November 22nd •
The U.S. government recognizes that everyone needs to have a phone for communication purposes. That’s why they have a program called Lifeline that offers qualifying low-income residents a free government phone. The program has been in operation since 1985.
As of 2016, the program gives qualifying low-income participants a free phone that includes a Wi-Fi hotspot. This is in an effort to close the homework gap and make sure all students have access to the information they need to be successful. If you are enrolled in the program, make sure the phone you have been issued has Hotspot functionality.
If you have a free government phone network, you might have questions about which phones you can use. The answer to whether you can use any phone with your free government network phone is a hesitant “maybe.” If you already have a cell phone, you might be able to use it instead of your government-issued phone depending on what network you’re using and what type of phone you have.
Here’s all the information you need about how to determine which phones will work with your government phone network so you can stay connected to your family, friends, community, and emergency services.
The first thing to know is that there are two main types of cell phone technologies: CDMA and GSM. Both of these are acronyms. CDMA stands for Code Division Multiple Access. GSM stands for Global System for Mobiles. These are older radio technologies that have been converted to cell phone technology. You can think of CDMA and GSM as languages. In order for your phone to work on one of the networks, it needs to speak the same language as either CDMA or GSM.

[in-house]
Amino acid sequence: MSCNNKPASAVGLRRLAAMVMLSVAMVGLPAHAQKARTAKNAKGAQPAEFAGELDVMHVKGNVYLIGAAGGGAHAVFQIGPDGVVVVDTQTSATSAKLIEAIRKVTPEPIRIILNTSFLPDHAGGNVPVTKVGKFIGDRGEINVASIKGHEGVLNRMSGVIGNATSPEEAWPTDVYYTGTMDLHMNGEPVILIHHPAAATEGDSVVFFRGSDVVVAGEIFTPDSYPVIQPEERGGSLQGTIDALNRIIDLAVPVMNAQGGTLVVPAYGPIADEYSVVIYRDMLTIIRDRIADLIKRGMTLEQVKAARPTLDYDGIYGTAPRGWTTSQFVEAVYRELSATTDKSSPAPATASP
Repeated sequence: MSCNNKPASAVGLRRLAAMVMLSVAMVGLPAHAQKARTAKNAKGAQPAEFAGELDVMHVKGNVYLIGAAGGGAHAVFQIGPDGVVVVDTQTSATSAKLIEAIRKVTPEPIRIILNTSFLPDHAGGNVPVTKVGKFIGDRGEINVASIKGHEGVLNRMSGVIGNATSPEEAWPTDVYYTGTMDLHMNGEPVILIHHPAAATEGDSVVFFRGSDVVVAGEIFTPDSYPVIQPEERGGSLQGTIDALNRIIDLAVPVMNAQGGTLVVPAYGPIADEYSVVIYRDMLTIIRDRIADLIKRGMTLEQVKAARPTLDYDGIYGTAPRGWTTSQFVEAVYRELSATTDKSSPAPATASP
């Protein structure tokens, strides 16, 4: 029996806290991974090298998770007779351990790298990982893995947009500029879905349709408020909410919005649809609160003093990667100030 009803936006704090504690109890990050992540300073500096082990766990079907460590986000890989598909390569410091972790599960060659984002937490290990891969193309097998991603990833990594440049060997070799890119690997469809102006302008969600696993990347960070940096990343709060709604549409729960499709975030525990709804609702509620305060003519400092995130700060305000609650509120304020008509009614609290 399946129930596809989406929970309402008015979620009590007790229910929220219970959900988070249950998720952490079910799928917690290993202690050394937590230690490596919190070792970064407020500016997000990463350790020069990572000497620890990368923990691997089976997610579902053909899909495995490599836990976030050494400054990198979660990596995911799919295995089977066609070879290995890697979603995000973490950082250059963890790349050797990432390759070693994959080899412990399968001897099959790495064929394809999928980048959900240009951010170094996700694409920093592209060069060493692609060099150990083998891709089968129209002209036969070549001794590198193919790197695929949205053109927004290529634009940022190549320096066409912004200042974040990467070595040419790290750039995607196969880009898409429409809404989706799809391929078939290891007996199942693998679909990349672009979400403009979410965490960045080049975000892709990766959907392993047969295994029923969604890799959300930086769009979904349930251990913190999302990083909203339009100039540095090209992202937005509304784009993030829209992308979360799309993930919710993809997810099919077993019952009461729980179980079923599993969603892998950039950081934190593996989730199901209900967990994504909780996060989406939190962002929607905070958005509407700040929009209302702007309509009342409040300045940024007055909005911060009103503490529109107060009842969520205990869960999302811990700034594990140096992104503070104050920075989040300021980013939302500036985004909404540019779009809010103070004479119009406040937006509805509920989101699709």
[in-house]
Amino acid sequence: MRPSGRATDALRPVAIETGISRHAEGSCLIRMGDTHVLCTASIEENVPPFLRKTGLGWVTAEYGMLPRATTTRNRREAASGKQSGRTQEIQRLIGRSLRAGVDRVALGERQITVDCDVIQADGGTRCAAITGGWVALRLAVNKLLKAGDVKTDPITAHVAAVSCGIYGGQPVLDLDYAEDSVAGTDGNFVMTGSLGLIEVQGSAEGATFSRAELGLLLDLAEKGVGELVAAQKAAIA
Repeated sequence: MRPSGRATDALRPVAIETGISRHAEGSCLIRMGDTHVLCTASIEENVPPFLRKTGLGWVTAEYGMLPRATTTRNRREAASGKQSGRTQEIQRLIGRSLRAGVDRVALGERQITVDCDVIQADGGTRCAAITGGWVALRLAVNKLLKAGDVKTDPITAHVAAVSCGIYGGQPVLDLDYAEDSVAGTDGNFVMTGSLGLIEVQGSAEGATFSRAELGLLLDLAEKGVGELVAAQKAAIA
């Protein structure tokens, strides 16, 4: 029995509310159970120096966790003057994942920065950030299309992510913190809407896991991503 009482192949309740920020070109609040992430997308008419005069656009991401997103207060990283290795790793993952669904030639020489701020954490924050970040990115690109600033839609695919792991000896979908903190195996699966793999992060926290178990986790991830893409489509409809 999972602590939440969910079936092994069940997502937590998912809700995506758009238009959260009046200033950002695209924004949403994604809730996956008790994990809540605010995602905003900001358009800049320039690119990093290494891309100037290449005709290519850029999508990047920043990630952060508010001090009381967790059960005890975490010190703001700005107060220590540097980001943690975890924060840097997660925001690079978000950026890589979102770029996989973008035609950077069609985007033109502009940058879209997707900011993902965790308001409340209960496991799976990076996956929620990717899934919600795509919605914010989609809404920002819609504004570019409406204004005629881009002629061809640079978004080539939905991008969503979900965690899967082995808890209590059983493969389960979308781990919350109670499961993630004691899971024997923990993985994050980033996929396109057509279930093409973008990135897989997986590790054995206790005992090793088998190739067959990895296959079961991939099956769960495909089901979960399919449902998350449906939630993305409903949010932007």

As you might guess by the name, most countries in the world use GSM. If you travel to Europe, you’ll only find cell phones on the GSM network. However, there are several major companies in the U.S. that operate using either CDMA and GSM technologies. The main thing to know is that you can only use a CDMA phone on a CDMA network and you can only use a GSM phone on a GSM network. You can’t combine the technologies.
In general, it’s easier to switch a GSM-compatible phone to the Lifeline program because these phones use SIM cards. You can simply take the SIM card out of one phone and put it into another one. In contrast, CDMA devices usually require getting permission from the network before you can officially change carriers. We’ll get into which cell phone networks are GSM providers below.
The next thing to know is that these two technologies are on the brink of extinction. LTE, which stands for Long Term Evolution, is the up and coming cell phone technology that is going to disrupt the cell phone industry entirely.
LTE technology will make calls clearer and lead to fewer dropped calls. Specifically, phone carriers that have adopted LTE are using 4G LTE and 5G LTE technology.
Unfortunately, this doesn’t mean that every phone will be compatible with the move to LTE technology. In order to be compatible with an LTE provider, your phone will have to do three things: